W.T.C. PRODUCTIONS is proud to present MEDICO PESTE's highly anticipated new mini-album, Herzogian Darkness. Ever aptly titled, Herzogian Darkness is a shadowy plunge into strange, shapeshifting depths. It is recognizably black metal by sound and vision - and, more or less, by name - but the febrile sensations these mysterious Poles emit elude safe 'n' staid categorization. Not for nothing do MEDICO PESTE here transform Bauhaus' classic "Stigmata Martyr" into one of their own, idiosyncratic creations.
MEDICO PESTE's history goes back to the winter of 2010, when they formed in Krakow, Poland. A demo followed the next year before their debut album, א: Tremendum et Fascinatio, in 2012. There, MEDICO PESTE portrayed a vision of black metal which incorporates dark and oppressive atmospheres, created through dysharmonic riffing, eerie vocals, and a taste for insanity and the macabre. And yet, the band's sound is always evolving, and while strongly rooted in traditional black metal, MEDICO PESTE inject elements of non-metal genres into their music, vividly painted across their brand-new Herzogian Darkness. Four songs in 27 minutes, these grim, crazed rituals are the newest face to a mask that is cracked but always spinning sinister thoughts, leering with the knowingness that the future's wide open yet infinitely bleak - that a Herzogian Darkness is on the horizon.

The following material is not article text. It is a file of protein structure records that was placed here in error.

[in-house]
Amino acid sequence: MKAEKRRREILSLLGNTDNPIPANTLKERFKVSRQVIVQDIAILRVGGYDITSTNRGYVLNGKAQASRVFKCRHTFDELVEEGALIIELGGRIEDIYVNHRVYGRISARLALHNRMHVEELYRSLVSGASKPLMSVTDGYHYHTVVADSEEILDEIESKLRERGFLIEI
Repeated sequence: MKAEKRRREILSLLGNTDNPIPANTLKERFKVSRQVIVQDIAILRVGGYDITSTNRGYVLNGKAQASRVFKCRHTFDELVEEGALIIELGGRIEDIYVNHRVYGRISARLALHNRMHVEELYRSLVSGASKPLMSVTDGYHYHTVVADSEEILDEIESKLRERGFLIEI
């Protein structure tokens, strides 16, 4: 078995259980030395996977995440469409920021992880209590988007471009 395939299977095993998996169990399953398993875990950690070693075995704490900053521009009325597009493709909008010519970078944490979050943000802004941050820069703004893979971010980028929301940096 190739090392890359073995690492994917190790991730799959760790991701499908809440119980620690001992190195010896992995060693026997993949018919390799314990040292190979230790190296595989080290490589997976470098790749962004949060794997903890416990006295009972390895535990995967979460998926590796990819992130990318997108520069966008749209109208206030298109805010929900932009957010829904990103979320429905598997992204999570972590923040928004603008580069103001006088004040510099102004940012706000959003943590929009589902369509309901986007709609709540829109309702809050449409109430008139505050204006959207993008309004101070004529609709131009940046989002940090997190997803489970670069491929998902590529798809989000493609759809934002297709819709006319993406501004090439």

released March 30, 2017
Recorded, Mixed & Mastered at No Solace Studio, by Mikołaj Żentara
All music by Medico Peste, except "Stigmata Martyr" by Bauhaus
Guest vocals on Herzogian Darkness by Mark of the Devil (Cultes Des Ghoules) Photos and Cover Design by BFV/Inside Flesh
supported by 37 fans who also own “Herzogian Darkness”
Whenever M and Darkside get together and make music, magic happens. It has to be heard not described, but this masterful concoction of apocalyptic, misanthropic, tribal black metal is some of the best metal ever created. It seems tribal black metal is in fact a thing now, at least in my mind. Apocalypticists is nothing less than essential to every serious collection. Matt Dean